First rapid Covid tests approved; 100% accuracy
The first two of five rapid Covid-19 tests the Netherlands experimented with have been approved. Both rapid tests had 100 percent accuracy, not giving a single false positive, and can tell whether someone is infected with the coronavirus within 15 minutes, Minister Hugo de Jonge of Public Health announced on Monday during a visit to the Amphia hospital in Breda, NOS reports.
One of the approved tests, a rapid test made by American company Abott, was experimented with at the Amphia hospital. The other experiment happened at UMC Utrecht with a test by American company BD. The BD test was also researched in Aruba. 351 people participated in the Breda study, 1,044 in Utrecht and 134 in Aruba.
De Jonge is enthusiastic about the results. "You can certainly use this test in a rapid test center for people in education or healthcare, but also in other vital professions," the Minister said. "Or for people who come out positive from the source and contact tracings, so that you can test them very quickly. Or for users of the corona app."
The two approved tests will now be further studied for how they can be most effectively used. "In the coming weeks, we will find out in practice for which applications these tests are most suitable," De Jonge said. "You always have to look carefully at how you can best use such a rapid test as a supplement to the normal tests of the GGD. We will investigate exactly that in the coming weeks and then decide how we will use the tests definitively."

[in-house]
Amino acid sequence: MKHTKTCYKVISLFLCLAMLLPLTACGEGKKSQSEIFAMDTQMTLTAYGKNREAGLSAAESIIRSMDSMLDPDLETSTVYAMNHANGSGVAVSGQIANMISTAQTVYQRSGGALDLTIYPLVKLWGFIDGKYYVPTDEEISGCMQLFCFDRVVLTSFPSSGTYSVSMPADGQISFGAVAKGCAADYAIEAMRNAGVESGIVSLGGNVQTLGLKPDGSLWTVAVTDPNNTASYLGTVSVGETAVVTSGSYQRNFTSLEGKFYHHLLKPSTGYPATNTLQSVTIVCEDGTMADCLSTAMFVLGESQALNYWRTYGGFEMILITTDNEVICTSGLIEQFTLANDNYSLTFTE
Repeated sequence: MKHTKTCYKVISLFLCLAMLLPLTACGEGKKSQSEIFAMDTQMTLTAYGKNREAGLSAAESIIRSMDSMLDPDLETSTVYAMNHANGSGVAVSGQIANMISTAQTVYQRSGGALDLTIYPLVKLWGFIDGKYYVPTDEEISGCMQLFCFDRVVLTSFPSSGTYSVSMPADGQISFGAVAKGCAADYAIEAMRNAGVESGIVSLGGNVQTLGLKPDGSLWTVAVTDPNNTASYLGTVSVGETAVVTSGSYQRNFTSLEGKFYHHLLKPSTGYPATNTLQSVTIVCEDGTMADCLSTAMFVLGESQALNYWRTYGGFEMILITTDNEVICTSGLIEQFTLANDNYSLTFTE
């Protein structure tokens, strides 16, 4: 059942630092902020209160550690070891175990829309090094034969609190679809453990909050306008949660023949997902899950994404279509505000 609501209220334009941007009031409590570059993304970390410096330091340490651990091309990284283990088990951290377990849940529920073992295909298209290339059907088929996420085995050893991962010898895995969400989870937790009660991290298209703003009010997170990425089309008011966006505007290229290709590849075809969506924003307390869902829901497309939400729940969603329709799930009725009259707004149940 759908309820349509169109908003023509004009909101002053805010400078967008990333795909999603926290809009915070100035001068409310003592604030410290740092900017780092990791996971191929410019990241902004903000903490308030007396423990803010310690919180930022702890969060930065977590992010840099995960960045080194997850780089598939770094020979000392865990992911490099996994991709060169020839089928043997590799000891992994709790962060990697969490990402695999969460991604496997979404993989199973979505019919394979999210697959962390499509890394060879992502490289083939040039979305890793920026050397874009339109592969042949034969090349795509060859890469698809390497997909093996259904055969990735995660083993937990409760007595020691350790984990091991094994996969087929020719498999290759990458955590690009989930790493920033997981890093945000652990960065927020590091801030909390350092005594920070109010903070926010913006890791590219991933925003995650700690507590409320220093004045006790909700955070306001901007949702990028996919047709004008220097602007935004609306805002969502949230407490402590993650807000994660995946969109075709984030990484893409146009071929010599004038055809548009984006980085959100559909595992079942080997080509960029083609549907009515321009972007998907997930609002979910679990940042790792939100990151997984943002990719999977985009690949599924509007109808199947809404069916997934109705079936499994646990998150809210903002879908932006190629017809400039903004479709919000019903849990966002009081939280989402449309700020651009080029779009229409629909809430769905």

According to De Jonge, the Netherlands will not face a shortage of these tests. "Before we knew whether the tests were suitable, we had already purchased enormous numbers in advance. As soon as the tests prove suitable in a certain situation, we can actually use them immediately."
The scientists involved in the studies are also enthusiastic about the tests. "I think this will mean a breakthrough in testing policy," Jan Kluytmans, professor and head of medical microbiology at the Amphia hospital, said to the broadcaster. "I couldn't have hoped it would work so well. This can really change things completely."
Marc Bonten, head of microbiology at UMC Utrecht, called the results of the experiments "very encouraging".